I am hosting a bridal shower for the future daughter in law of a friend. We intend to invite friends who will not be invited to the small wedding in another state. Would you have suggested wording that I could use on the shower invitation?
As more couples choose destination weddings or opt for a small wedding, it is becoming increasingly common to host showers that include guests who are not invited to the wedding. Whether or not this is proper etiquette can be debated, but there are many reasons to accept the practice on a case by case basis. Learn when you can invite guests to a shower who aren’t included in the wedding guest list in the previous post, Can I invite guests to a Shower Who Aren’t Wedding Guests
Despite the growing trend, an invitation to a wedding event such as an engagement party, shower or bachelorette party indicates that the guest will also be invited to the wedding unless otherwise noted. It is imperative that an invitation which does not precede an invitation to the wedding clearly indicates that this is the case. This will prevent any confusion and give guests the opportunity to decline if it goes against their feelings of what is appropriate.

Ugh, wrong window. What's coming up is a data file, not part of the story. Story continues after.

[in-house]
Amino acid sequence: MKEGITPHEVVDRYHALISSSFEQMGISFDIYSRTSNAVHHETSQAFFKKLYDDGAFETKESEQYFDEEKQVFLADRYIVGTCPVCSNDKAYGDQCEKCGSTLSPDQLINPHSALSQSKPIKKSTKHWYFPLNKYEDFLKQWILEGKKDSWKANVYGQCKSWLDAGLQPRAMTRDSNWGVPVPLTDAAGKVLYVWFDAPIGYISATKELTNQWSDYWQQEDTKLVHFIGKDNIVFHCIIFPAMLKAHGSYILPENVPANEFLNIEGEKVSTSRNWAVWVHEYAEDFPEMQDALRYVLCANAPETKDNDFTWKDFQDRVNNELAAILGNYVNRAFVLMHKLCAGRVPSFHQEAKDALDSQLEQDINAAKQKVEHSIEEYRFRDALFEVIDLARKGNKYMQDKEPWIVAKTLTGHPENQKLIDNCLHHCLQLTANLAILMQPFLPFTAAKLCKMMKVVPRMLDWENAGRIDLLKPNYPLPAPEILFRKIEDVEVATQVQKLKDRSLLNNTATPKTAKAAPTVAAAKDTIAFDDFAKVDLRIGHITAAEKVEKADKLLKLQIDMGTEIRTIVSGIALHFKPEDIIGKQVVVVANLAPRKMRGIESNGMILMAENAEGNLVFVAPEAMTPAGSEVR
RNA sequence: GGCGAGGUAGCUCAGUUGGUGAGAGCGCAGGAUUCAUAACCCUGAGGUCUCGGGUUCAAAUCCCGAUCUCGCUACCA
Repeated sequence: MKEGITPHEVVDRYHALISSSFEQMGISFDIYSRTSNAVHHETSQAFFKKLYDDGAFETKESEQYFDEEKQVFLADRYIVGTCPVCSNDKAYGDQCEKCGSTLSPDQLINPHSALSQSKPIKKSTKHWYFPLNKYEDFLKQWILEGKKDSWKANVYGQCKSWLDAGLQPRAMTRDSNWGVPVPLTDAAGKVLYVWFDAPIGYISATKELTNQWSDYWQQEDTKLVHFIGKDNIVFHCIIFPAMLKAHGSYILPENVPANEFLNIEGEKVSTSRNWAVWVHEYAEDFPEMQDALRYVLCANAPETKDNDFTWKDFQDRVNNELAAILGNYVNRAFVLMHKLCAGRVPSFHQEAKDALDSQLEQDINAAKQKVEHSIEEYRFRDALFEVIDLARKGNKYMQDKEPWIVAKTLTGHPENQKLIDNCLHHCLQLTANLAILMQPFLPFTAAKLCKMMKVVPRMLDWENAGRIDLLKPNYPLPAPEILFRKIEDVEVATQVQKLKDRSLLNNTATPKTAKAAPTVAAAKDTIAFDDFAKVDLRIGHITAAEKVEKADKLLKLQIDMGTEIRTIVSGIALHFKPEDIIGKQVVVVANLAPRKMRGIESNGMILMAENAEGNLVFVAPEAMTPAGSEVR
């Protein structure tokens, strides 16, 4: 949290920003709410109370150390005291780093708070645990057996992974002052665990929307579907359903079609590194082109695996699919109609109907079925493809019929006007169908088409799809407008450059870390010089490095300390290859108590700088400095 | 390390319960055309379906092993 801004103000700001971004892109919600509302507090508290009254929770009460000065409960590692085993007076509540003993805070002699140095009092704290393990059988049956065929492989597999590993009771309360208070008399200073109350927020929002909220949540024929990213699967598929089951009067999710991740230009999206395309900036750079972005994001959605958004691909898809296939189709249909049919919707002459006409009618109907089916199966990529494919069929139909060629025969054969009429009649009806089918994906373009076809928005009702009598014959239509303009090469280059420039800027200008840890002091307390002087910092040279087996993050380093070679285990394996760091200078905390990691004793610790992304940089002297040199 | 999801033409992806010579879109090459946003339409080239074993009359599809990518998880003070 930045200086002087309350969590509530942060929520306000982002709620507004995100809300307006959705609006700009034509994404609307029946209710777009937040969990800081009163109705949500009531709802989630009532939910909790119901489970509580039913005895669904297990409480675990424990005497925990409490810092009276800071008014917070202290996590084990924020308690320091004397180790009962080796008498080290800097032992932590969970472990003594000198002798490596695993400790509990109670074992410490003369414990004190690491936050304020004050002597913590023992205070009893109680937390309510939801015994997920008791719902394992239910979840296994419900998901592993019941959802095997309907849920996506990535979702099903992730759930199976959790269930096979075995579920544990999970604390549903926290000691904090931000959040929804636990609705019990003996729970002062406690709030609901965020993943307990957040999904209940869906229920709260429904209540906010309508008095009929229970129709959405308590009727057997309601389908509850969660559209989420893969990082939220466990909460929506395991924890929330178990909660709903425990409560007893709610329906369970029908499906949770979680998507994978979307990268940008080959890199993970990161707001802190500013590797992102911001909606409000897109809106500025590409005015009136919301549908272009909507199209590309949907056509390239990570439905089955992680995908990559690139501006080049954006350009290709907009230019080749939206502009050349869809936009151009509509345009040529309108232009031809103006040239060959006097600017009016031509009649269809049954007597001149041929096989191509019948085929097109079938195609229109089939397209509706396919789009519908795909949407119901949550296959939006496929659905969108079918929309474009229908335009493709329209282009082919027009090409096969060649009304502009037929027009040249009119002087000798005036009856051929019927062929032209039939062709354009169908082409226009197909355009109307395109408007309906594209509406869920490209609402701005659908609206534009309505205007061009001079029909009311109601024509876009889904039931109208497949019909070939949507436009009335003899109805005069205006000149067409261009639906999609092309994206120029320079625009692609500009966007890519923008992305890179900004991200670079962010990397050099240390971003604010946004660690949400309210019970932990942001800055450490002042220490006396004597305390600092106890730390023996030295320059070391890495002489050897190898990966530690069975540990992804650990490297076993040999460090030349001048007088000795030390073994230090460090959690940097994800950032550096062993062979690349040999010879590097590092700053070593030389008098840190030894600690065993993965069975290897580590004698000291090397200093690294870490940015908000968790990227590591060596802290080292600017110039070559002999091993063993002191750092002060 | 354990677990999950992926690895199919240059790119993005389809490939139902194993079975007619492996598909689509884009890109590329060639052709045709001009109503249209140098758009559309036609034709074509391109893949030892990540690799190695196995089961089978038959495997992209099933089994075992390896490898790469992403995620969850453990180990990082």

The note should be short, but feel free to tailor it to the tone or theme of the shower.
Small Wedding, Large Shower: [Bride] is hosting a private wedding, please help us celebrate at the bridal shower.
Destination Wedding, Local Shower: Before [Bride] departs for her destination wedding, let’s celebrate here.
Brief: Please help us celebrate at the bridal shower in lieu of attending the wedding.
Fun: [Bride] is planning an intimate/destination wedding, but we can’t help celebrate anyway. Please join us for a shower before she goes to her big day.
The note to guests can be included at the bottom of the invitation where the typical additional invitation resides.
If you are unsure that the shower guests will pick up on your cues, feel free to include the message tastefully in a toast.